I employed my bossiest self, trying to get everyone quickly positioned for 1 or two shots, and drafted a kind bystander. I knew there would just be brief moments that other visitors to the building would pause and kindly let us get the shot.
I had my external flash (Nikon SB800) all set and ready to go, so that I could get some fill flash, given the backlighting, manual mode, f/7.1, 1/125,ISO 400, and 16-85mm lens at 30 mm.
Here are a few cropped images, breaking the larger photo into 2 smaller to show more of the detail of us. I was really excited about this photo, and pleased that the railing seemed to provide much more casual, relaxed body language rather than the usual line-up.
I put off editing the photo for awhile, thinking about it, wanting to make sure I took some time with it. But guess what I discovered this morning as I took a look at it!
Brian (the guy in the BLUE on the right in this last photo) had pulled a vanishing act! It wasn't until this morning that I realized that he's not in the photo at all! Gone! Vanished!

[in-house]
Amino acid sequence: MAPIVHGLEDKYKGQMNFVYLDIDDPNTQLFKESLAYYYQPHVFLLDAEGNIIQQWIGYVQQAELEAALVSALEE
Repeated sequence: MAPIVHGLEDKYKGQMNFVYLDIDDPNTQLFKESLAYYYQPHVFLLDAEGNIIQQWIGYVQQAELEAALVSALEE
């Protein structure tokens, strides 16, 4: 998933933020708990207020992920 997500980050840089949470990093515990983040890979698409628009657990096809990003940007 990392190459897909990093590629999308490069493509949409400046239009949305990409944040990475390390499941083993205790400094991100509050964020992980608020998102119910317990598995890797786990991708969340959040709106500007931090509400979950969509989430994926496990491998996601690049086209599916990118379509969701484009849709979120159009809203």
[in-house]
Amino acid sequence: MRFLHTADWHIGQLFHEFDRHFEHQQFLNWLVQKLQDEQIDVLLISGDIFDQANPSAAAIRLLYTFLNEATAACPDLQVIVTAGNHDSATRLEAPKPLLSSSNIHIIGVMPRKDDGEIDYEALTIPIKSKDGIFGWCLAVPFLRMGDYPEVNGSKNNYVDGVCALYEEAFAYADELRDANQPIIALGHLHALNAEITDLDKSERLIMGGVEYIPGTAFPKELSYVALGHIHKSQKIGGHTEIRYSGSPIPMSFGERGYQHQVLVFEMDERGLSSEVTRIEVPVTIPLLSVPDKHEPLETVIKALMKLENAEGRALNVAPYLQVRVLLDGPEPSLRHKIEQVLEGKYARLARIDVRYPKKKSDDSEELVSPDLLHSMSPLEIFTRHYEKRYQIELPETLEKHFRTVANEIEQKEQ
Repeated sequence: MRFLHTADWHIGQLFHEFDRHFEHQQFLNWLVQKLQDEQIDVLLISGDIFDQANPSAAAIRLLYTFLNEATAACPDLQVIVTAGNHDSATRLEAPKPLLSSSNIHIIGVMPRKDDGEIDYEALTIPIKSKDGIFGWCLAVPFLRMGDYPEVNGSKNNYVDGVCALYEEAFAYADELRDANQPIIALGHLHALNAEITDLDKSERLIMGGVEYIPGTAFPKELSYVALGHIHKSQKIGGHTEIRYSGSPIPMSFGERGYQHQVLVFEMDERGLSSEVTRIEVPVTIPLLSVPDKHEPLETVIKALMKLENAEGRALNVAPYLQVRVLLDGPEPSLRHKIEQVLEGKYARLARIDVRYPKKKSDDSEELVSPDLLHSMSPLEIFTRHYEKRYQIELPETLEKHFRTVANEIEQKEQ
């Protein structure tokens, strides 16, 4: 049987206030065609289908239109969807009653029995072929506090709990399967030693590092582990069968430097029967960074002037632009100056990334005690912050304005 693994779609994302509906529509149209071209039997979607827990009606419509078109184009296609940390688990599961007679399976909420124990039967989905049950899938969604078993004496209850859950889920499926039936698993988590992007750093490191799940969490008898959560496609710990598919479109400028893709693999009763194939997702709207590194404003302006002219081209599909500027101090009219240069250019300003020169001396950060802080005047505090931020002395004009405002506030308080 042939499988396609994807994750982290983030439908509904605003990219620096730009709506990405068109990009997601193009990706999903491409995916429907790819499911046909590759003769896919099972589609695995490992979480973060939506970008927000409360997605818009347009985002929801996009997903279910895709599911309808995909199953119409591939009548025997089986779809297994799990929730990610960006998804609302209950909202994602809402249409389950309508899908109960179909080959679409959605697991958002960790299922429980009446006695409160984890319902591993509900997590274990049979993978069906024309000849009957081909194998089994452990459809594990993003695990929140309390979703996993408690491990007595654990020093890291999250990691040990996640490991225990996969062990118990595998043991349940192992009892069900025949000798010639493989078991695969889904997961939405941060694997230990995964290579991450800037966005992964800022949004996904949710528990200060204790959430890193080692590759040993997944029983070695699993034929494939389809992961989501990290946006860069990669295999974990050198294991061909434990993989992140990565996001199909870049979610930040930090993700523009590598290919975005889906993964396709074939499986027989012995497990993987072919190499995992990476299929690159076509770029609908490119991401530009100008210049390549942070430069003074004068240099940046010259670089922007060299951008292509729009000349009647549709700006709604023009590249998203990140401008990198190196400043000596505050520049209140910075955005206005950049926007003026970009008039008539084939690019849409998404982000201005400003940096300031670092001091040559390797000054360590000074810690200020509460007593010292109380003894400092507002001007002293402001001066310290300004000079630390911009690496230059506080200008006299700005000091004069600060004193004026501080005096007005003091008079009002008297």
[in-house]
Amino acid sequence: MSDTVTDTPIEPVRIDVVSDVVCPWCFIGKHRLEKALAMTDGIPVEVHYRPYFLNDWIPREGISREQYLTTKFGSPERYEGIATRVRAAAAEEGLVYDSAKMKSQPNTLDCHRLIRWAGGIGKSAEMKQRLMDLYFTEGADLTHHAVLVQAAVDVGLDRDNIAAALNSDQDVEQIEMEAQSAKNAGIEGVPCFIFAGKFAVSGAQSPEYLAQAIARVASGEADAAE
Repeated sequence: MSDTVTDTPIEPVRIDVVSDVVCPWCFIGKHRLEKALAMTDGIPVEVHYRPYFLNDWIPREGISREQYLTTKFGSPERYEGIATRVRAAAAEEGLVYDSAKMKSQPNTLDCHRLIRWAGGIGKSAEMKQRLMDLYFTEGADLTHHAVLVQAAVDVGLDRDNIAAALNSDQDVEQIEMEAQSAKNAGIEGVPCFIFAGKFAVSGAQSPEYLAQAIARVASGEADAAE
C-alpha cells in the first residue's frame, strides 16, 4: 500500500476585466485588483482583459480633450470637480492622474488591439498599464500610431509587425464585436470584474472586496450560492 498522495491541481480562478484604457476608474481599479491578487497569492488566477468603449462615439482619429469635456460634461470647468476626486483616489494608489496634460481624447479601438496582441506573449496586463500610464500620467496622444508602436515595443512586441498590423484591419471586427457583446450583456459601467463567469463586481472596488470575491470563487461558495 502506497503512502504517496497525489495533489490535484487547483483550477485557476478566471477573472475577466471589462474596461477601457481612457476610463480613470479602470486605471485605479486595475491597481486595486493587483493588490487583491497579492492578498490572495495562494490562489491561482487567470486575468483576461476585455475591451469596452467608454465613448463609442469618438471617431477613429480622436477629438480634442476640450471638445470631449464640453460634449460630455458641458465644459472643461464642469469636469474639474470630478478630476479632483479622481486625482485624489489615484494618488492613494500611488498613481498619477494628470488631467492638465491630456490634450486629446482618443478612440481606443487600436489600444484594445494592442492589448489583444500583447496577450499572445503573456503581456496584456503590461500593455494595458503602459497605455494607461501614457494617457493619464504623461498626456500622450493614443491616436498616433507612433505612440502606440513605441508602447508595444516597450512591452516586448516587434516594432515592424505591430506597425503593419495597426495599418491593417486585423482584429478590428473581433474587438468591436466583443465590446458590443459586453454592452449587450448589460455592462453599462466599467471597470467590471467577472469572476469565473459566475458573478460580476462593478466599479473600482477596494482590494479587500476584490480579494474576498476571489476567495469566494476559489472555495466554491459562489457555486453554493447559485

You know how sometimes you can't find something, but you feel compelled to keep going back and looking in the same places to find it--the key, or the phone, or whatever--even though you've already looked at that exact same spot several times and it's not there. Our brains just seem to want to complete the gestalt. Well, because I could swear I had also "bossed" Brian into position along with everyone else (who all, I might add, were extremely cooperative, and kind, and SHOWED UP IN THE PHOTO), I keep going back to this shot and searching to see if Brian is really there, but I've misplaced him somehow.
Nope. Not there. And I don't think the magic eraser of Photoshop did away with him either. See that railing in front of everyone? Do you think it would be bad form for me to next time HANDCUFF a certain family member into place for the group shot?